Passwords, passwords, passwords. We are surrounded by websites, apps, and home devices that require passwords. And, it’s not just a few passwords; it’s multiple! When you add up the number of passwords that you have created for home accounts, work accounts, school accounts, leisure accounts, you could be close, or over, 100 passwords. Now, how many of those do you remember, and how many of them are unique? If you’re following password best practices, they are all complex, include upper- and lower-case letters, numbers, and a few random characters as well. Remembering all of them is difficult, and let’s be honest, not something most of us will be able to do if we intend to function during our regular lives. The answer? A password manager.
What Is A Password Manager?
A password manager is an application that stores, and manages your passwords, so you don’t need to remember them. The storage part is nice, but the management part is even better. Typically, password managers help identify weak passwords, duplicate passwords and encourage you to change them. And, most offer the option of generating unique, random passwords for you, so you don’t need to come up with yet another combination of characters. Pretty nice, right? But, some password managers do more than that! Some offer the ability to store notes and credit card information, auto-fill forms on your behalf, and even incorporate dark-web monitoring.
What To Look For In A Password Manager?
- Compatibility with your devices and preferred browser
- Quantity of passwords that it will store
- Ability to sync across devices
- Webform filling capability
- Authentication options (two-factor, biometric)
- Number of users
- Extra capabilities
- Comfort level with the interface
The importance of the criteria listed above is most certainly a personal preference, and choosing a password manager is a personal choice as well.
Password Managers To Consider
There are a number of password managers available, which can be overwhelming. We break down a few that we believe are the most beneficial and offer the most in terms of variety of options/prices.
The free version focuses on password management, password generation, and one-to-one sharing. The paid versions include access on all devices, security dashboard, and score, 1GB of file storage, and dark-web monitoring. (Free, $3 per month for one user; $4 per month for 6 users)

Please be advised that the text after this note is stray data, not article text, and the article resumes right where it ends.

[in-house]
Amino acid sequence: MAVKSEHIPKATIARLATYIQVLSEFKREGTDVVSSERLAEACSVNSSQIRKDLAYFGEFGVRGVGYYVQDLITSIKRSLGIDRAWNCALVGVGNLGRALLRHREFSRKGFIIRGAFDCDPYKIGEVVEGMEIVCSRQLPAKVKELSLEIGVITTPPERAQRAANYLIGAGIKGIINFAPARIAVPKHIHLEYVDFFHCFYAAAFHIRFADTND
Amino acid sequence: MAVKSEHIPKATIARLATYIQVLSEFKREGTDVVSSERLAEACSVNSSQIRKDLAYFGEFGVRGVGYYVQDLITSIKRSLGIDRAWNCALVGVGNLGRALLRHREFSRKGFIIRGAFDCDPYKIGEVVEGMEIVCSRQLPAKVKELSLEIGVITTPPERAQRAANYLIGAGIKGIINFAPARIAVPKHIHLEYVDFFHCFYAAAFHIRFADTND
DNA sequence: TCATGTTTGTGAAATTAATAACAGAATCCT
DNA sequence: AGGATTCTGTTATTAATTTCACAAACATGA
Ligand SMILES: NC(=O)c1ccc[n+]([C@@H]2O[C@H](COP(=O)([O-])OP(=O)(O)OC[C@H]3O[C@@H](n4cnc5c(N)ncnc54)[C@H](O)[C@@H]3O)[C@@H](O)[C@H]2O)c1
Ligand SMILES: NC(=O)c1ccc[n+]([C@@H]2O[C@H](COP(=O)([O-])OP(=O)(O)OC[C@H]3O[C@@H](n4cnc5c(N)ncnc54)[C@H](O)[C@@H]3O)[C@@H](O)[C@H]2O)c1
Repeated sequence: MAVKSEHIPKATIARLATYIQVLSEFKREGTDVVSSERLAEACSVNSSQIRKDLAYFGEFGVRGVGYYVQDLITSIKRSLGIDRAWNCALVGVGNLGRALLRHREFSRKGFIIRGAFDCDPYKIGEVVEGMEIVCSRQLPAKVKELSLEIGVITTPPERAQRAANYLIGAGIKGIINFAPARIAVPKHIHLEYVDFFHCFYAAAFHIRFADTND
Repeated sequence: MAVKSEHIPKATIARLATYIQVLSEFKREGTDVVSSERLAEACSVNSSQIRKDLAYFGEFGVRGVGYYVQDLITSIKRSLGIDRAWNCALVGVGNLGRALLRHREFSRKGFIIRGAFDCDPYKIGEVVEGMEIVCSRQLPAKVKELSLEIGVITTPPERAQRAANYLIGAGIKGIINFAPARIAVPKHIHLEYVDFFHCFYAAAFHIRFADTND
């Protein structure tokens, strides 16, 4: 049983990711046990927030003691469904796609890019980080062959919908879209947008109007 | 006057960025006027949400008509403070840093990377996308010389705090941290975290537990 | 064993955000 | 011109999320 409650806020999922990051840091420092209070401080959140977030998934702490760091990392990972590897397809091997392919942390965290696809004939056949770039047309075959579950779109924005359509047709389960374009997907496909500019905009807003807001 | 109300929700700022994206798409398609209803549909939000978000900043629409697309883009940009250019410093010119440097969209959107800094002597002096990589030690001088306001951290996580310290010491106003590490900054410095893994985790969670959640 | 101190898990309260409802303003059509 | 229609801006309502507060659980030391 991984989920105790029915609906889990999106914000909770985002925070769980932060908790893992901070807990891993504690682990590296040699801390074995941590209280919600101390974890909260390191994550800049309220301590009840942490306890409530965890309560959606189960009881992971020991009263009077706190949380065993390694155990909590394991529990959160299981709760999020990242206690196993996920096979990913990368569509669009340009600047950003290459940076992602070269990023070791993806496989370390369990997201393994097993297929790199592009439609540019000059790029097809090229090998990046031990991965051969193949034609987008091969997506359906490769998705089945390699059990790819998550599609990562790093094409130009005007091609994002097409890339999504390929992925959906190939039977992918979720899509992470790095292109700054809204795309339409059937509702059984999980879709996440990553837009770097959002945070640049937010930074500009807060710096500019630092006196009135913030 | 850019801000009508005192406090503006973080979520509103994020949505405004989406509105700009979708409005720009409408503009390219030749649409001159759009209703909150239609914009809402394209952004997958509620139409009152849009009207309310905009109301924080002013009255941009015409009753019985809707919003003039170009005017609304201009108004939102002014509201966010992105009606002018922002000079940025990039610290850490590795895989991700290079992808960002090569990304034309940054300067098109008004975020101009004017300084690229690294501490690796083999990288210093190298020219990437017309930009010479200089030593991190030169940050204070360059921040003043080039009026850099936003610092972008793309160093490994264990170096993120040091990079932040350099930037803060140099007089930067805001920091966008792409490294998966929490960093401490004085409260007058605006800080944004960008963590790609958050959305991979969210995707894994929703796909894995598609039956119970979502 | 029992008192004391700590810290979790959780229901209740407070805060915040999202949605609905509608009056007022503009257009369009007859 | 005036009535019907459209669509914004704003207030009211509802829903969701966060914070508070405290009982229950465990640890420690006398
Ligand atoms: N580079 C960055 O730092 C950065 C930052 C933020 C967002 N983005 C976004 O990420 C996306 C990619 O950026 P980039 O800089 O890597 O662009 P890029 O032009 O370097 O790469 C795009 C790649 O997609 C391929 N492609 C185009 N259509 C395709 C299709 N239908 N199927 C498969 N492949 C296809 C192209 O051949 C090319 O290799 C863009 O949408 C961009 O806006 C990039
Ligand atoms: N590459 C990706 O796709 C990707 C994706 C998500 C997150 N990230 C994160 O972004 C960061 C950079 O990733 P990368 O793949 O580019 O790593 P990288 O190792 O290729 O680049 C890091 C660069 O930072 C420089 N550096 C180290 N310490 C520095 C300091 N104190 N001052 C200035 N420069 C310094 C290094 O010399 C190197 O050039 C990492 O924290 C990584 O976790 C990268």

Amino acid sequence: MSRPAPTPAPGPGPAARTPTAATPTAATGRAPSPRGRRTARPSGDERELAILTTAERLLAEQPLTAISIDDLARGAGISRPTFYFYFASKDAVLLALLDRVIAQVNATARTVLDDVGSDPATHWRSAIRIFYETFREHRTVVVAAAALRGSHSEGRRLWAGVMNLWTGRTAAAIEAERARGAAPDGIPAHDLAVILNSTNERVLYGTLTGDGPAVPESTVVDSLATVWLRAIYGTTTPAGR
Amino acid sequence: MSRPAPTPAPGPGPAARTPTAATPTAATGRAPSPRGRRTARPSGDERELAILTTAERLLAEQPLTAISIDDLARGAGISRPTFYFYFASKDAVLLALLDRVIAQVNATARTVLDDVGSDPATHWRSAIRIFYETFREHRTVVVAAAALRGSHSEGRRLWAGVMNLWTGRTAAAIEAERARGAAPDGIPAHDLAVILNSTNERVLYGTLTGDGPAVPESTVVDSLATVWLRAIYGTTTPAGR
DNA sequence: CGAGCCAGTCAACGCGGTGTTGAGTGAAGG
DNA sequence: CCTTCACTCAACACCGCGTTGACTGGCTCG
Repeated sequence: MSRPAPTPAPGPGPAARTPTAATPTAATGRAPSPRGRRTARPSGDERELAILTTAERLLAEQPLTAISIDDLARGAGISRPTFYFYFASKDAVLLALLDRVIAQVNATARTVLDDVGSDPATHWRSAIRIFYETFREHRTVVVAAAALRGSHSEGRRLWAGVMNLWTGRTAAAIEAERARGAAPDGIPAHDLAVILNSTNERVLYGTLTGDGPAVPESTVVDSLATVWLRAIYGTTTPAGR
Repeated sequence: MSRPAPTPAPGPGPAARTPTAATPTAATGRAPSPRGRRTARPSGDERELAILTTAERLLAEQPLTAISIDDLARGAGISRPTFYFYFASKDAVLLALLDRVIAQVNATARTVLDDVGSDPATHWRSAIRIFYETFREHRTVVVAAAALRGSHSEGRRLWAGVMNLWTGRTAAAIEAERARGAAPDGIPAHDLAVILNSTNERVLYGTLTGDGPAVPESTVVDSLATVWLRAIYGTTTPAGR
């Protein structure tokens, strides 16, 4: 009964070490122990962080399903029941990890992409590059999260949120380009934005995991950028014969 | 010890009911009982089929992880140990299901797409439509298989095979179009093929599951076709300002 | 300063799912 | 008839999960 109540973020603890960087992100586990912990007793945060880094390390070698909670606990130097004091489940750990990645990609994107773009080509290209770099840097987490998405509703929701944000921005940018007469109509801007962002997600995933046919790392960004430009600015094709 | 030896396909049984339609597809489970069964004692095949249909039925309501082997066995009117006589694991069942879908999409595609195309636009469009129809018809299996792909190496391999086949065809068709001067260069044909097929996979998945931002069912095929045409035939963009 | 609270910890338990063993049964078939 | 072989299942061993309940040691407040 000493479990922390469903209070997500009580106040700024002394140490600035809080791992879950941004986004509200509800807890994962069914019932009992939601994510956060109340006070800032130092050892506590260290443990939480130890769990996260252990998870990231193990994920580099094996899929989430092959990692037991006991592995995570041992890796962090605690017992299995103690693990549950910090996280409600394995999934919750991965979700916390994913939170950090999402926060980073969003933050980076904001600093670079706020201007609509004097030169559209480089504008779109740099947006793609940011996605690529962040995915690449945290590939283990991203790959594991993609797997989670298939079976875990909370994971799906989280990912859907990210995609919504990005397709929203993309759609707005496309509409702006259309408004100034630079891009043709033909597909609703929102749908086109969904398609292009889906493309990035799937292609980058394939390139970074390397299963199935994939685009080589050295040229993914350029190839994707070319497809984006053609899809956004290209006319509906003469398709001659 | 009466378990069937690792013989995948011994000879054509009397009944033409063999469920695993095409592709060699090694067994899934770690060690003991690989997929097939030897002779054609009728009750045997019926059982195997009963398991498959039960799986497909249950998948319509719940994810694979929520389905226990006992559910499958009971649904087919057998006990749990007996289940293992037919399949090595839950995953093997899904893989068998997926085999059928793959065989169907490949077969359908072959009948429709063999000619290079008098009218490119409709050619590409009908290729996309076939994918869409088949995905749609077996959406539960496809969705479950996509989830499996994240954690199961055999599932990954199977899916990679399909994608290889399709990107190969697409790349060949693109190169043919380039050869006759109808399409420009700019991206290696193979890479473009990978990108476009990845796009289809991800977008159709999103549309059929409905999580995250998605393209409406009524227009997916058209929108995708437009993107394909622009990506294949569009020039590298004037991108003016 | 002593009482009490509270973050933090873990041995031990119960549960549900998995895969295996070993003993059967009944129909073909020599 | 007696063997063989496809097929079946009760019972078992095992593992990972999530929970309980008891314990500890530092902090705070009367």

Stores up to 50 passwords and functions on one device. Includes auto-fill capabilities and personalized security alerts. The premium version includes unlimited passwords and unlimited devices as well as dark web monitoring and alerts. (Free; $4.99 per month; $7.49 per month for six people)
Open-source password manager that generates and stores strong passwords and offers auto-fill capabilities. Files are stored locally, not in the cloud. (Free)
Stores passwords and syncs them across devices, as well as auto-fills login credentials. Extensions are available for most browsers. The app stores information locally (not on the cloud) and does not require a master password to login – fingerprint, face ID, or a pin code will provide access. (Free; $3.99 per user per month paid annually for a minimum of 5 users)
Google Password Manager:
Stores and suggests strong passwords, saves your login information, and auto-fills credentials within the Google browser. (Free)
Firefox Password Manager:
Creates strong passwords, saves logins, and auto-fills credentials within the Firefox browser. (Free)
Saves and auto-fills passwords for iPhone, iPad, and Mac users. (Free)
Offers unlimited password storage and 1GB of document storage and can be used on multiple devices. Sends alerts for vulnerable passwords and offers a travel mode.
($2.99 per month; $4.99 per month per family of 5)
Which Password Manager Should I Choose?
The password manager that you choose depends on what criteria makes the most sense for you and whomever else will be using the application. Take some time to review two or three options mentioned above and check them out further. Download the free trials and try them out to determine which password manager that you are most comfortable using and which supports your needs. Whichever password manager you choose, you’ll have the comfort of knowing that the passwords that you have will be unique and stored securely.